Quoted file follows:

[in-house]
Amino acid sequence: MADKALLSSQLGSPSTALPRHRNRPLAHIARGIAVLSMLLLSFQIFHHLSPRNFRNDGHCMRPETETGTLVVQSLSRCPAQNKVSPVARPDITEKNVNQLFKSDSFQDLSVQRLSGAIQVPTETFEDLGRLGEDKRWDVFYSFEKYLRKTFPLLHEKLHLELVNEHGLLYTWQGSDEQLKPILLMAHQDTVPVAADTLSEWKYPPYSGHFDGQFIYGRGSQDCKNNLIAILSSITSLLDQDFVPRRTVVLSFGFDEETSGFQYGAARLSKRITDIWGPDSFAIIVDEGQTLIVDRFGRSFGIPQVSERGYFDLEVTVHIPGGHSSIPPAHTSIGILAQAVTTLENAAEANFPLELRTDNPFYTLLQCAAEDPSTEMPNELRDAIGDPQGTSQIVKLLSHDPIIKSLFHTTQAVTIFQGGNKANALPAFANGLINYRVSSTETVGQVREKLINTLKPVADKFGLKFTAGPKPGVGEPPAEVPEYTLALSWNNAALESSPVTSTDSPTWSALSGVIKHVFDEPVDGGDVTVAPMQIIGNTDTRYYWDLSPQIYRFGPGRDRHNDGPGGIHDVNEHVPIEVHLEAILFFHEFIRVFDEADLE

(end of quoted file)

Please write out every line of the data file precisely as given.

[in-house]
Amino acid sequence: MADKALLSSQLGSPSTALPRHRNRPLAHIARGIAVLSMLLLSFQIFHHLSPRNFRNDGHCMRPETETGTLVVQSLSRCPAQNKVSPVARPDITEKNVNQLFKSDSFQDLSVQRLSGAIQVPTETFEDLGRLGEDKRWDVFYSFEKYLRKTFPLLHEKLHLELVNEHGLLYTWQGSDEQLKPILLMAHQDTVPVAADTLSEWKYPPYSGHFDGQFIYGRGSQDCKNNLIAILSSITSLLDQDFVPRRTVVLSFGFDEETSGFQYGAARLSKRITDIWGPDSFAIIVDEGQTLIVDRFGRSFGIPQVSERGYFDLEVTVHIPGGHSSIPPAHTSIGILAQAVTTLENAAEANFPLELRTDNPFYTLLQCAAEDPSTEMPNELRDAIGDPQGTSQIVKLLSHDPIIKSLFHTTQAVTIFQGGNKANALPAFANGLINYRVSSTETVGQVREKLINTLKPVADKFGLKFTAGPKPGVGEPPAEVPEYTLALSWNNAALESSPVTSTDSPTWSALSGVIKHVFDEPVDGGDVTVAPMQIIGNTDTRYYWDLSPQIYRFGPGRDRHNDGPGGIHDVNEHVPIEVHLEAILFFHEFIRVFDEADLE